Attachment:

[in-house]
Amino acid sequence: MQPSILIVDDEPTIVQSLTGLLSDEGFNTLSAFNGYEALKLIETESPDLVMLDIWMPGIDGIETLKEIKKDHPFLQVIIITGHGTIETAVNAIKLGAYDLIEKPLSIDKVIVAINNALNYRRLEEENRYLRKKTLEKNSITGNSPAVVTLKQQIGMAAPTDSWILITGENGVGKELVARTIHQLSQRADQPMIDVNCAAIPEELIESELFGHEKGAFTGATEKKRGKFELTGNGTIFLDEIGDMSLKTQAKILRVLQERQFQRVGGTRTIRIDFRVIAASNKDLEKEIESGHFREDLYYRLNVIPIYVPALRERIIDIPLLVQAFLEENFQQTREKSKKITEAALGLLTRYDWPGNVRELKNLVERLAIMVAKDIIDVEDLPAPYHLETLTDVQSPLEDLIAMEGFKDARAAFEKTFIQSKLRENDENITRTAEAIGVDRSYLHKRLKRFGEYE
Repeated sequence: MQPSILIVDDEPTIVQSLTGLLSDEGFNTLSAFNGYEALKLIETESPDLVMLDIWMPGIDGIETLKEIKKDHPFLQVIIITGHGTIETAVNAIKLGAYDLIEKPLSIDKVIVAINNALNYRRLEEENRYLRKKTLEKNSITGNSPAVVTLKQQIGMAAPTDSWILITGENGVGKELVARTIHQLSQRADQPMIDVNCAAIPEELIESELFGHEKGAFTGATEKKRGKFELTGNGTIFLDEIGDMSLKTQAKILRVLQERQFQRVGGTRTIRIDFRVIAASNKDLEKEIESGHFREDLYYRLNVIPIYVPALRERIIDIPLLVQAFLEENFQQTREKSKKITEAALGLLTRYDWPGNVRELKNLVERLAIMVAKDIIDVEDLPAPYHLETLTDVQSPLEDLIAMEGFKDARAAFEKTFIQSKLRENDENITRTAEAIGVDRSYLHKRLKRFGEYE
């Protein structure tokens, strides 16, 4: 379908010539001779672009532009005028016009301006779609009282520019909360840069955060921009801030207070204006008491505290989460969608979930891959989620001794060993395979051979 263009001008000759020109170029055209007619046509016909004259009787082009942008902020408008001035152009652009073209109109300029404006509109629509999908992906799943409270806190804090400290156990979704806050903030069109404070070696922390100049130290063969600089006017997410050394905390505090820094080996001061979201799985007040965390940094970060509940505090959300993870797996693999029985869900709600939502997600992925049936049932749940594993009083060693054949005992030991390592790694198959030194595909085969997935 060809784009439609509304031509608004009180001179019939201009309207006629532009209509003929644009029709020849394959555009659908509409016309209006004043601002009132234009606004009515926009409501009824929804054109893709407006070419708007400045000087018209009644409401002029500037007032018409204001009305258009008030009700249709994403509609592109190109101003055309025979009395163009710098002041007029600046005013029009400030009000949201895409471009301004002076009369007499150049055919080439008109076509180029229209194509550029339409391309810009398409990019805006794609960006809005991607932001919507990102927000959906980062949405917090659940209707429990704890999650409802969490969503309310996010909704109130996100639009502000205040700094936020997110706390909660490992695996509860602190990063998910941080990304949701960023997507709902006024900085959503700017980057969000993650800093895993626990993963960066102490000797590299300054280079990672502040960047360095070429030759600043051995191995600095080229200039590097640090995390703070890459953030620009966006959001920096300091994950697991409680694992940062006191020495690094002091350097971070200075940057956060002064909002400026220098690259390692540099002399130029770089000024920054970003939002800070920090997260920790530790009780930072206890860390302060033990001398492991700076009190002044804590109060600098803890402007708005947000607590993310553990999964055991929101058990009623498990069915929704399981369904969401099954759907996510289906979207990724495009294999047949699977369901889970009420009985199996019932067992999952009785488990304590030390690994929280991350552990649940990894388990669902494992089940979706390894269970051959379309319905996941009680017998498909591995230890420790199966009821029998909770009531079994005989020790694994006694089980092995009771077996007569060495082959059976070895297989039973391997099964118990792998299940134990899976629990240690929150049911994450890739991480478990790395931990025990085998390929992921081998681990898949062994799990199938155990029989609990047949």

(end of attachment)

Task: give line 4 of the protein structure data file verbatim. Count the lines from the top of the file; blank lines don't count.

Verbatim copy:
């Protein structure tokens, strides 16, 4: 379908010539001779672009532009005028016009301006779609009282520019909360840069955060921009801030207070204006008491505290989460969608979930891959989620001794060993395979051979 263009001008000759020109170029055209007619046509016909004259009787082009942008902020408008001035152009652009073209109109300029404006509109629509999908992906799943409270806190804090400290156990979704806050903030069109404070070696922390100049130290063969600089006017997410050394905390505090820094080996001061979201799985007040965390940094970060509940505090959300993870797996693999029985869900709600939502997600992925049936049932749940594993009083060693054949005992030991390592790694198959030194595909085969997935 060809784009439609509304031509608004009180001179019939201009309207006629532009209509003929644009029709020849394959555009659908509409016309209006004043601002009132234009606004009515926009409501009824929804054109893709407006070419708007400045000087018209009644409401002029500037007032018409204001009305258009008030009700249709994403509609592109190109101003055309025979009395163009710098002041007029600046005013029009400030009000949201895409471009301004002076009369007499150049055919080439008109076509180029229209194509550029339409391309810009398409990019805006794609960006809005991607932001919507990102927000959906980062949405917090659940209707429990704890999650409802969490969503309310996010909704109130996100639009502000205040700094936020997110706390909660490992695996509860602190990063998910941080990304949701960023997507709902006024900085959503700017980057969000993650800093895993626990993963960066102490000797590299300054280079990672502040960047360095070429030759600043051995191995600095080229200039590097640090995390703070890459953030620009966006959001920096300091994950697991409680694992940062006191020495690094002091350097971070200075940057956060002064909002400026220098690259390692540099002399130029770089000024920054970003939002800070920090997260920790530790009780930072206890860390302060033990001398492991700076009190002044804590109060600098803890402007708005947000607590993310553990999964055991929101058990009623498990069915929704399981369904969401099954759907996510289906979207990724495009294999047949699977369901889970009420009985199996019932067992999952009785488990304590030390690994929280991350552990649940990894388990669902494992089940979706390894269970051959379309319905996941009680017998498909591995230890420790199966009821029998909770009531079994005989020790694994006694089980092995009771077996007569060495082959059976070895297989039973391997099964118990792998299940134990899976629990240690929150049911994450890739991480478990790395931990025990085998390929992921081998681990898949062994799990199938155990029989609990047949």